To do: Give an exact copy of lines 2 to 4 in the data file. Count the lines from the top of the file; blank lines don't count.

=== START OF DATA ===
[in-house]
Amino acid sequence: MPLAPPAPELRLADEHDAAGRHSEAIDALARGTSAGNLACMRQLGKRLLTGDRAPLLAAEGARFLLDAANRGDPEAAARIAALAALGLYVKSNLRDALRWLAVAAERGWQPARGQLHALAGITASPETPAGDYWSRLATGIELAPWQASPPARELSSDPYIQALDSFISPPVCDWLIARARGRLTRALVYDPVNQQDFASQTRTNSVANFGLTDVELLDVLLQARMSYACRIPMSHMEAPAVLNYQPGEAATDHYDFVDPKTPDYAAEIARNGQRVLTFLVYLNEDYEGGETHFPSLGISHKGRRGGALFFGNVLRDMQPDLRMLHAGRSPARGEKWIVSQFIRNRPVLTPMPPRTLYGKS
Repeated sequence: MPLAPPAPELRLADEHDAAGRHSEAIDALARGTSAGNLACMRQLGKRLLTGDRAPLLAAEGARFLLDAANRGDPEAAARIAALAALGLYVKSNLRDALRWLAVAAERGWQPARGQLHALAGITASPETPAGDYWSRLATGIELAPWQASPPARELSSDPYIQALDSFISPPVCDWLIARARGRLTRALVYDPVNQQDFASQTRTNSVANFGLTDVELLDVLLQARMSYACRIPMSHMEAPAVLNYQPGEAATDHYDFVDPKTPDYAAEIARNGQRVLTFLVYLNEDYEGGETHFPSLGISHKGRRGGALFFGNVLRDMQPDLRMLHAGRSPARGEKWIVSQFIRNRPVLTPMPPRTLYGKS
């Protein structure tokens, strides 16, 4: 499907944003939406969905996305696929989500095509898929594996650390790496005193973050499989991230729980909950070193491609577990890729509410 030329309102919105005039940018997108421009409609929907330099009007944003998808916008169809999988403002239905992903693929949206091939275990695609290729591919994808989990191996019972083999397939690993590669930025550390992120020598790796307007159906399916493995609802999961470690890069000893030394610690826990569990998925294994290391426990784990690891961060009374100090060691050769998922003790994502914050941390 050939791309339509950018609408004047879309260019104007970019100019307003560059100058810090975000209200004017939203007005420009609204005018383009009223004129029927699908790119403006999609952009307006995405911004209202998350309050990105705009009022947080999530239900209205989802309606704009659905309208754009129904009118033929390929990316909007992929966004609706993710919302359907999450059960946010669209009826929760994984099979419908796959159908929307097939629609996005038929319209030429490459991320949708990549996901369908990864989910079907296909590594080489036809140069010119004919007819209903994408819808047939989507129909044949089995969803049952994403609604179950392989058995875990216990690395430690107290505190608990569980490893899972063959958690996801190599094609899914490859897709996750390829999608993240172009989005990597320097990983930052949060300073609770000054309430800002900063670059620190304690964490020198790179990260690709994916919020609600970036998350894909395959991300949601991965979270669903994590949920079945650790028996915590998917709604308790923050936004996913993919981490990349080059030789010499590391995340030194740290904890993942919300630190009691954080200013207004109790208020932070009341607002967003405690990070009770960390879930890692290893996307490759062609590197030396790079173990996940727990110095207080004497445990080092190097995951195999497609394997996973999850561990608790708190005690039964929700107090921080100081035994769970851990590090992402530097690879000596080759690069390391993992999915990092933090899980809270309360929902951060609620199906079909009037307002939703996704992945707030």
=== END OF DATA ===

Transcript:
Amino acid sequence: MPLAPPAPELRLADEHDAAGRHSEAIDALARGTSAGNLACMRQLGKRLLTGDRAPLLAAEGARFLLDAANRGDPEAAARIAALAALGLYVKSNLRDALRWLAVAAERGWQPARGQLHALAGITASPETPAGDYWSRLATGIELAPWQASPPARELSSDPYIQALDSFISPPVCDWLIARARGRLTRALVYDPVNQQDFASQTRTNSVANFGLTDVELLDVLLQARMSYACRIPMSHMEAPAVLNYQPGEAATDHYDFVDPKTPDYAAEIARNGQRVLTFLVYLNEDYEGGETHFPSLGISHKGRRGGALFFGNVLRDMQPDLRMLHAGRSPARGEKWIVSQFIRNRPVLTPMPPRTLYGKS
Repeated sequence: MPLAPPAPELRLADEHDAAGRHSEAIDALARGTSAGNLACMRQLGKRLLTGDRAPLLAAEGARFLLDAANRGDPEAAARIAALAALGLYVKSNLRDALRWLAVAAERGWQPARGQLHALAGITASPETPAGDYWSRLATGIELAPWQASPPARELSSDPYIQALDSFISPPVCDWLIARARGRLTRALVYDPVNQQDFASQTRTNSVANFGLTDVELLDVLLQARMSYACRIPMSHMEAPAVLNYQPGEAATDHYDFVDPKTPDYAAEIARNGQRVLTFLVYLNEDYEGGETHFPSLGISHKGRRGGALFFGNVLRDMQPDLRMLHAGRSPARGEKWIVSQFIRNRPVLTPMPPRTLYGKS
């Protein structure tokens, strides 16, 4: 499907944003939406969905996305696929989500095509898929594996650390790496005193973050499989991230729980909950070193491609577990890729509410 030329309102919105005039940018997108421009409609929907330099009007944003998808916008169809999988403002239905992903693929949206091939275990695609290729591919994808989990191996019972083999397939690993590669930025550390992120020598790796307007159906399916493995609802999961470690890069000893030394610690826990569990998925294994290391426990784990690891961060009374100090060691050769998922003790994502914050941390 050939791309339509950018609408004047879309260019104007970019100019307003560059100058810090975000209200004017939203007005420009609204005018383009009223004129029927699908790119403006999609952009307006995405911004209202998350309050990105705009009022947080999530239900209205989802309606704009659905309208754009129904009118033929390929990316909007992929966004609706993710919302359907999450059960946010669209009826929760994984099979419908796959159908929307097939629609996005038929319209030429490459991320949708990549996901369908990864989910079907296909590594080489036809140069010119004919007819209903994408819808047939989507129909044949089995969803049952994403609604179950392989058995875990216990690395430690107290505190608990569980490893899972063959958690996801190599094609899914490859897709996750390829999608993240172009989005990597320097990983930052949060300073609770000054309430800002900063670059620190304690964490020198790179990260690709994916919020609600970036998350894909395959991300949601991965979270669903994590949920079945650790028996915590998917709604308790923050936004996913993919981490990349080059030789010499590391995340030194740290904890993942919300630190009691954080200013207004109790208020932070009341607002967003405690990070009770960390879930890692290893996307490759062609590197030396790079173990996940727990110095207080004497445990080092190097995951195999497609394997996973999850561990608790708190005690039964929700107090921080100081035994769970851990590090992402530097690879000596080759690069390391993992999915990092933090899980809270309360929902951060609620199906079909009037307002939703996704992945707030």